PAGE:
The Los Angeles Angels traded left-hander Ervin Santana to the Kansas City Royals on Wednesday for minor league reliever Brandon Sisk. The Angels exercised Santana's $13 million option for next season before trading the Dominican veteran and cash to the Royals.
Santana has been a fixture in Los Angeles' rotation since 2005, going 96-80 with a 4.33 ERA while spending his entire career with the Angels, who signed him as a free agent in 2000. He struggled for much of last season, going 9-13 with a 5.16 ERA despite significant improvements over the final two months.
Santana threw a no-hitter in 2011 and a one-hitter last season.
Sisk spent 2012 with Class AAA Omaha, going 3-2 with a 2.54 ERA and eight saves. He's pitching in the Venezuelan winter league.
Soriano opts out: Reliever Rafael Soriano opted out of the final year of a three-year, $35 million contract with the New York Yankees and likely will seek a long-term deal in free agency.
The move was expected after the right-hander had 42 saves and a 2.26 ERA while filling in for closer Mariano Rivera after baseball's saves leader tore a knee ligament in early May.
"I'm not surprised, because (agent) Scott Boras told me he was confident he could get him 15 times four (years), $60 million. If that's the case, it would be a good deal for Soriano," Yankees President Randy Levine said.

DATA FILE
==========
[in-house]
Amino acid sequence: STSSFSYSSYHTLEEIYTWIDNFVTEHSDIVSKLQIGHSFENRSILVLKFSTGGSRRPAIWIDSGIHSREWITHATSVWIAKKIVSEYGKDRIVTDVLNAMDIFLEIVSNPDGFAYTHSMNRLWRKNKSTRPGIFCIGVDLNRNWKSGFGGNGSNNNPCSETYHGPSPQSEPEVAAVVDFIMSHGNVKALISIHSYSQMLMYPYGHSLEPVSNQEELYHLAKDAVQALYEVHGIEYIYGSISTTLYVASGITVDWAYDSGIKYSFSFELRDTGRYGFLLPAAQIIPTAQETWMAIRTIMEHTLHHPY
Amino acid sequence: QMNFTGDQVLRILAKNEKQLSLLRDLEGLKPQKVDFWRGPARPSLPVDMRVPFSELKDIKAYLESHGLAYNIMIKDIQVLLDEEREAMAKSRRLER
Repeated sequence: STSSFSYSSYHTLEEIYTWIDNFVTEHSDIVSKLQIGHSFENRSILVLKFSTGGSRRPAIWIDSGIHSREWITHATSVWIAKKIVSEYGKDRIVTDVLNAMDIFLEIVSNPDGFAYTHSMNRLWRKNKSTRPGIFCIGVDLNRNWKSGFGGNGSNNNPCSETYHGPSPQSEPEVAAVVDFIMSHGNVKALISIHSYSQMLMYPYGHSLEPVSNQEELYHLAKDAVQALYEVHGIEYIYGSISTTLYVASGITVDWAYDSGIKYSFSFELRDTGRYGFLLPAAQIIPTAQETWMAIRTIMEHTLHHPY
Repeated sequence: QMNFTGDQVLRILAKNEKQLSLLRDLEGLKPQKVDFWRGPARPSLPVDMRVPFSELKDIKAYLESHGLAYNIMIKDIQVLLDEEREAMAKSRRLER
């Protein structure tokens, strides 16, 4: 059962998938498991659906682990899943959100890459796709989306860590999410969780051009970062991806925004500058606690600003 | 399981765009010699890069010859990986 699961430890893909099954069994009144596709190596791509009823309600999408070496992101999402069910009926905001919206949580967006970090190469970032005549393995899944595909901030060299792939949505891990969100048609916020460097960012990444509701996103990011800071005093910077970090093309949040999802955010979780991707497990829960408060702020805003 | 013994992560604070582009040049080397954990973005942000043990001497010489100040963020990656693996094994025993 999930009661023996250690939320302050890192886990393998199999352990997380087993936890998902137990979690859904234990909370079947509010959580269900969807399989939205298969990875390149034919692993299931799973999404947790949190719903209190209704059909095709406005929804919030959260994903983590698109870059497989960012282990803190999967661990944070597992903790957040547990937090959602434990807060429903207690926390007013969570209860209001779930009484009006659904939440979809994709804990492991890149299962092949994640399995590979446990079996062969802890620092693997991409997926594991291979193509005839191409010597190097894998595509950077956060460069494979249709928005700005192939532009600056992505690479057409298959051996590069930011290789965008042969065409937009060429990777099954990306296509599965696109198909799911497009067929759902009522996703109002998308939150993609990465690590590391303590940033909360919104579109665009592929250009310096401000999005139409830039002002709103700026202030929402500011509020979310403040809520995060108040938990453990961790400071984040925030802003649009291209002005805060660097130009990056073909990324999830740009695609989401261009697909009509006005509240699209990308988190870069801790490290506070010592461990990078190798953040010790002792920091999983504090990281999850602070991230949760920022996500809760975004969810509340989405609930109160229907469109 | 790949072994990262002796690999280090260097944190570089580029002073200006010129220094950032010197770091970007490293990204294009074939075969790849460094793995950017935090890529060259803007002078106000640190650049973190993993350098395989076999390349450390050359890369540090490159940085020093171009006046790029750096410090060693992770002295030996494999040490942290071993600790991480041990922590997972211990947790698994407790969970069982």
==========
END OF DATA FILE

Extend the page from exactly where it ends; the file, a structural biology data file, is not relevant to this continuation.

"I hope that's what's real in the marketplace."
Soriano was to make $14 million next season. Instead, the Yankees will pay him a $1.5 million buyout. They can make him a qualifying offer of $13.3 million before Friday's deadline, and if he signs with another team they'll get draft compensation.
Soriano, who will be 33 in December, signed his hefty contract before the 2011 season after notching a career-high 45 saves with the Tampa Bay Rays.
Yankees owner Hal Steinbrenner overruled general manager Brian Cashman in making the deal.
A Giant parade: Hundreds of thousands of fans welcomed their World Series champion San Francisco Giants along a route that wound along Market Street.
When emotional Brian Sabean took the stage at the Civic Center, he sought to rebrand the city's position in the baseball hierarchy after two World Series titles in three years.
"I didn't think I'd be nervous or emotional, but I'm all of that," the general manager said. "Today is Groundhog Day. We have the right to claim baseball heaven. This is the mecca of baseball."
The crowd skewed extremely young -- mostly in their 20s -- almost all clad in black. AC/DC's Back In Black blared at the outset.
Clad in a shirt that read, "I Just Look Illegal," closer Sergio Romo hopped out of his convertible to high-five fans, ignoring a directive for players to stay in their cars.
Contributing: Jorge L. Ortiz in San Francisco
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